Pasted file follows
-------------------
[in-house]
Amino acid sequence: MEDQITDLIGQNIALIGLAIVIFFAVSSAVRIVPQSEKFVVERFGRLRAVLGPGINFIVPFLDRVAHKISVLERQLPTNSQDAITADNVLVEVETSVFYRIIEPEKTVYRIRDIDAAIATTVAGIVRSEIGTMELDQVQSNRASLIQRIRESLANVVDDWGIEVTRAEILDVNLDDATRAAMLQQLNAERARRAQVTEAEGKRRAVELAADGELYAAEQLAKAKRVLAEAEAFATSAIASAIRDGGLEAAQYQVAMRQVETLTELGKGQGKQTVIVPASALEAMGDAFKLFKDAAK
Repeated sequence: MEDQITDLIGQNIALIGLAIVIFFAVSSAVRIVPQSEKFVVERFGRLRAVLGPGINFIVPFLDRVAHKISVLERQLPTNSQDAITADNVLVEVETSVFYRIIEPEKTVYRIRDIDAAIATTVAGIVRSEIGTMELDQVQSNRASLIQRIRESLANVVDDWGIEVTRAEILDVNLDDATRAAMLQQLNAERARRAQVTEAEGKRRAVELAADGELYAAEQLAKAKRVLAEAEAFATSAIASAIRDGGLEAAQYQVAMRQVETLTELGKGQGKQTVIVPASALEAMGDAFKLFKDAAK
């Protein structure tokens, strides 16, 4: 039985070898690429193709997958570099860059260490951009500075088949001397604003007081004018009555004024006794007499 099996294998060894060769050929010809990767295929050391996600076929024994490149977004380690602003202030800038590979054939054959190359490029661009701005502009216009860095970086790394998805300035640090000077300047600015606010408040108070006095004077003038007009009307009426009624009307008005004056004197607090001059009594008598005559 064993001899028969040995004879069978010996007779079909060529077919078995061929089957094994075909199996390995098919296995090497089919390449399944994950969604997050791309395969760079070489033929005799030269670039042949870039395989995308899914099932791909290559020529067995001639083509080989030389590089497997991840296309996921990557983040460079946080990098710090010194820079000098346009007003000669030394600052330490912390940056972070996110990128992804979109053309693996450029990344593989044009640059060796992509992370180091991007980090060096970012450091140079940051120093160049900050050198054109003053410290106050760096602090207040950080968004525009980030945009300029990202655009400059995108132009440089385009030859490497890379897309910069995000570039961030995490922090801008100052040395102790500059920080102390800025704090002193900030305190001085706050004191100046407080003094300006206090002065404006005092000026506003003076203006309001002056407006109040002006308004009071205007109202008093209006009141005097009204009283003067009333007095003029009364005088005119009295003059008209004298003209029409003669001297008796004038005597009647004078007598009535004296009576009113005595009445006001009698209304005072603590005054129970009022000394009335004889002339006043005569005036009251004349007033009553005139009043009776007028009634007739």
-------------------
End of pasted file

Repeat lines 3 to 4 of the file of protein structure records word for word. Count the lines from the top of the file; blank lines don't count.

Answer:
Repeated sequence: MEDQITDLIGQNIALIGLAIVIFFAVSSAVRIVPQSEKFVVERFGRLRAVLGPGINFIVPFLDRVAHKISVLERQLPTNSQDAITADNVLVEVETSVFYRIIEPEKTVYRIRDIDAAIATTVAGIVRSEIGTMELDQVQSNRASLIQRIRESLANVVDDWGIEVTRAEILDVNLDDATRAAMLQQLNAERARRAQVTEAEGKRRAVELAADGELYAAEQLAKAKRVLAEAEAFATSAIASAIRDGGLEAAQYQVAMRQVETLTELGKGQGKQTVIVPASALEAMGDAFKLFKDAAK
């Protein structure tokens, strides 16, 4: 039985070898690429193709997958570099860059260490951009500075088949001397604003007081004018009555004024006794007499 099996294998060894060769050929010809990767295929050391996600076929024994490149977004380690602003202030800038590979054939054959190359490029661009701005502009216009860095970086790394998805300035640090000077300047600015606010408040108070006095004077003038007009009307009426009624009307008005004056004197607090001059009594008598005559 064993001899028969040995004879069978010996007779079909060529077919078995061929089957094994075909199996390995098919296995090497089919390449399944994950969604997050791309395969760079070489033929005799030269670039042949870039395989995308899914099932791909290559020529067995001639083509080989030389590089497997991840296309996921990557983040460079946080990098710090010194820079000098346009007003000669030394600052330490912390940056972070996110990128992804979109053309693996450029990344593989044009640059060796992509992370180091991007980090060096970012450091140079940051120093160049900050050198054109003053410290106050760096602090207040950080968004525009980030945009300029990202655009400059995108132009440089385009030859490497890379897309910069995000570039961030995490922090801008100052040395102790500059920080102390800025704090002193900030305190001085706050004191100046407080003094300006206090002065404006005092000026506003003076203006309001002056407006109040002006308004009071205007109202008093209006009141005097009204009283003067009333007095003029009364005088005119009295003059008209004298003209029409003669001297008796004038005597009647004078007598009535004296009576009113005595009445006001009698209304005072603590005054129970009022000394009335004889002339006043005569005036009251004349007033009553005139009043009776007028009634007739």